Over recent years, asbestos regulations have been the centre of attention in New Zealand's construction industry. The dangers of asbestos, a fibrous mineral extensively used in building materials until the late 20th century, are well-documented. It poses severe health risks, including the development of mesothelioma and asbestosis when its fibres are inhaled.
Given these risks, New Zealand's Health and Safety at Work (Asbestos) Regulations 2016 has been a crucial instrument in dictating how asbestos is handled in the construction industry. However, five years since these regulations came into effect, there is a pressing need to examine how well the construction industry is complying with the rules, and the influence they have on the industry's operations.
The Health and Safety at Work (Asbestos) Regulations 2016 are comprehensive, covering all aspects of asbestos handling and management in workplaces. They require any work involving the removal of asbestos to be carried out by licensed asbestos removalists, and mandate that all workplaces with asbestos present must have an asbestos management plan.
In theory, the requirements are clear-cut, providing construction companies with a blueprint for safety. However, implementation and adherence to these rules in the real world can be a complex matter. A key challenge for many businesses has been navigating the requirements and ensuring that they are fulfilling their legal obligations.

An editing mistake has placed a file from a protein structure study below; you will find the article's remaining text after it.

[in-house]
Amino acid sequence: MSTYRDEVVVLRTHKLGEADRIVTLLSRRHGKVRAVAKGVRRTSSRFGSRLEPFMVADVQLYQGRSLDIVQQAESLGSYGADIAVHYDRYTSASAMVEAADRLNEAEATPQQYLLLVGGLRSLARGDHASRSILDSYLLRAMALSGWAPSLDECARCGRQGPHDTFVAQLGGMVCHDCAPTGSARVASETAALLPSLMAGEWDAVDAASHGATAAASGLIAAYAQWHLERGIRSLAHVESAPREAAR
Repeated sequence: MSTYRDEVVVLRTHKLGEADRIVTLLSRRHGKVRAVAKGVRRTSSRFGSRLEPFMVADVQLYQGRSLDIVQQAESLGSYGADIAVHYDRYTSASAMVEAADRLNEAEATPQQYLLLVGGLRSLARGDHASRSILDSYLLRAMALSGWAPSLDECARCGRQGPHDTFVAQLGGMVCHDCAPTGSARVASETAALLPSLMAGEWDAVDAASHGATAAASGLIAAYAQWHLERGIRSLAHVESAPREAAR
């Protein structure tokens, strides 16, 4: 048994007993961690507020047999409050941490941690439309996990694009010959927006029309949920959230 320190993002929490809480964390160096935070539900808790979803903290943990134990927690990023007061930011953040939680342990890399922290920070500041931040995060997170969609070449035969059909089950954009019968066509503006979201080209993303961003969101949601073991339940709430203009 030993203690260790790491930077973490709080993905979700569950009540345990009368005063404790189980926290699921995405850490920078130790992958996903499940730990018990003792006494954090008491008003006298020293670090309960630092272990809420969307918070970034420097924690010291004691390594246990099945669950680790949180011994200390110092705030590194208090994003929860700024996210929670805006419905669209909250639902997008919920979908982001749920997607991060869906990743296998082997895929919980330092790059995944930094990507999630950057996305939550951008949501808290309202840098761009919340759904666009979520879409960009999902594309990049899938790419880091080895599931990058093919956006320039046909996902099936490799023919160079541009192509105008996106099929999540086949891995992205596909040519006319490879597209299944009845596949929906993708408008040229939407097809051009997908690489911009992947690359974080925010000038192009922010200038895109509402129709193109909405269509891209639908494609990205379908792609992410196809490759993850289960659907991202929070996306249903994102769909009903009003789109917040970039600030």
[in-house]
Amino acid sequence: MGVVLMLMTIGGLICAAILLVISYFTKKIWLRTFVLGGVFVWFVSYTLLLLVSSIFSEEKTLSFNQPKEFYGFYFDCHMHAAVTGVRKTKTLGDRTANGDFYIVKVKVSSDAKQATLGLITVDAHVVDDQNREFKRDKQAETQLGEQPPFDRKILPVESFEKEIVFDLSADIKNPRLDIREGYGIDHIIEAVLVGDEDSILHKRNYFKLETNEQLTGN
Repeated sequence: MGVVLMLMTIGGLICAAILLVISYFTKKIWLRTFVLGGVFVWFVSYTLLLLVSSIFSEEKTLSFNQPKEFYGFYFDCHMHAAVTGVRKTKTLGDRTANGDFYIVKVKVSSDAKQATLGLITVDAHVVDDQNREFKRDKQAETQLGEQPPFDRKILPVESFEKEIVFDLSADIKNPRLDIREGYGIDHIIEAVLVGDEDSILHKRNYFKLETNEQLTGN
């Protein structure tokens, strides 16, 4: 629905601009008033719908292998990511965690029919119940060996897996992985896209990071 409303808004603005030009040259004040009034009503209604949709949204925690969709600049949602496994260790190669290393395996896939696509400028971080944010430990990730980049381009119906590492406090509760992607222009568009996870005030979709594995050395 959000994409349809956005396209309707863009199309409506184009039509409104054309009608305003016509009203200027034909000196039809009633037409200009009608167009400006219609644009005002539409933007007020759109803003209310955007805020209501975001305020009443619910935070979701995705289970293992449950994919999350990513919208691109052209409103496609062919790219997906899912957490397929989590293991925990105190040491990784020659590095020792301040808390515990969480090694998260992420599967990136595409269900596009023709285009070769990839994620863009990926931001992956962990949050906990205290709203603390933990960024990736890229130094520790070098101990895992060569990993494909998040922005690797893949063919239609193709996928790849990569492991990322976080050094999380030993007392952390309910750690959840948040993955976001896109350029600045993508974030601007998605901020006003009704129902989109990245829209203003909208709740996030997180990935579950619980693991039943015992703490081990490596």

WorkSafe New Zealand, the country's primary regulator for workplace health and safety, has been playing an active role in overseeing and enforcing these regulations. However, their task is no small feat given the widespread use of asbestos in New Zealand buildings prior to the year 2000. For construction companies involved in renovation or demolition projects, the probability of encountering asbestos is high.
Despite the difficulties, there are promising signs of robust compliance within the industry. Many construction companies have taken the initiative to seek proper training and licensing for their staff. The number of licensed asbestos removalists in New Zealand has seen a significant increase over the years, reflecting a conscious effort to prioritise safe asbestos handling and removal.
That said, there have also been instances of non-compliance. In recent years, several construction companies have faced hefty penalties for breaching the regulations. These cases often involve the improper handling of asbestos-containing materials, putting workers and the public at risk of exposure.
While non-compliance cases are concerning, they have also highlighted the strength of New Zealand's regulatory enforcement. WorkSafe New Zealand has demonstrated a steadfast commitment to uphold the regulations, carrying out regular inspections and not hesitating to take action when breaches are identified.
The introduction of the Health and Safety at Work (Asbestos) Regulations 2016 has undeniably impacted the way the construction industry operates. The regulations have prompted a cultural shift in the industry, with an increased emphasis on safety and risk mitigation when dealing with asbestos.
The journey towards full compliance is ongoing. There remains a need for continual education and vigilance to ensure that all companies understand and fulfil their obligations under the regulations. By doing so, the construction industry can play a crucial role in reducing the risk of asbestos-related diseases in New Zealand and contribute to creating a safer built environment for all.